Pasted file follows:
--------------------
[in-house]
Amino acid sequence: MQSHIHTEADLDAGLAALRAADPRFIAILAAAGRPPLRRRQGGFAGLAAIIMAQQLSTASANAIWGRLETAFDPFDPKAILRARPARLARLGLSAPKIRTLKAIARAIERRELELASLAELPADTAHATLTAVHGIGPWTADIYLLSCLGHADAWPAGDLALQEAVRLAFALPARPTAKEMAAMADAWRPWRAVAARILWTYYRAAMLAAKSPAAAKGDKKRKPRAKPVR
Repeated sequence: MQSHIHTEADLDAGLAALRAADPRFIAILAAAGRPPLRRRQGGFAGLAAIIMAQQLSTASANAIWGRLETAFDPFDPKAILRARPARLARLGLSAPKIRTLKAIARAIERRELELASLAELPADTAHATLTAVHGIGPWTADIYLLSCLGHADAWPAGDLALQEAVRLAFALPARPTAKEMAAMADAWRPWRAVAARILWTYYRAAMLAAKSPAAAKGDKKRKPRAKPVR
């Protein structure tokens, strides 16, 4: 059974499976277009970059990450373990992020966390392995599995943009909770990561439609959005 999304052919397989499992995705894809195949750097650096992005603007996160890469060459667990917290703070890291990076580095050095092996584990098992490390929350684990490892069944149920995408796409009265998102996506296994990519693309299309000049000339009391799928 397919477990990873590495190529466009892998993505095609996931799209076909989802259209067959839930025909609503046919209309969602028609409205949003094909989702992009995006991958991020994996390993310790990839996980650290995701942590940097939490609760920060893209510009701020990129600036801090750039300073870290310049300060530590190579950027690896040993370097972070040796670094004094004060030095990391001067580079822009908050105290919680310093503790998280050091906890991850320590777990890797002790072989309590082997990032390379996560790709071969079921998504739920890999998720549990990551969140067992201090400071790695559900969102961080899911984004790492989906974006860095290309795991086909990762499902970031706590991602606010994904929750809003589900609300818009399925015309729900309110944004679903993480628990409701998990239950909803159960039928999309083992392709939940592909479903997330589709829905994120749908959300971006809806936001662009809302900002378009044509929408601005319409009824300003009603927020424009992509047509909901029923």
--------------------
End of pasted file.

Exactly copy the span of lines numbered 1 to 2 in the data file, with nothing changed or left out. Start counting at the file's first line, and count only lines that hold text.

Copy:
[in-house]
Amino acid sequence: MQSHIHTEADLDAGLAALRAADPRFIAILAAAGRPPLRRRQGGFAGLAAIIMAQQLSTASANAIWGRLETAFDPFDPKAILRARPARLARLGLSAPKIRTLKAIARAIERRELELASLAELPADTAHATLTAVHGIGPWTADIYLLSCLGHADAWPAGDLALQEAVRLAFALPARPTAKEMAAMADAWRPWRAVAARILWTYYRAAMLAAKSPAAAKGDKKRKPRAKPVR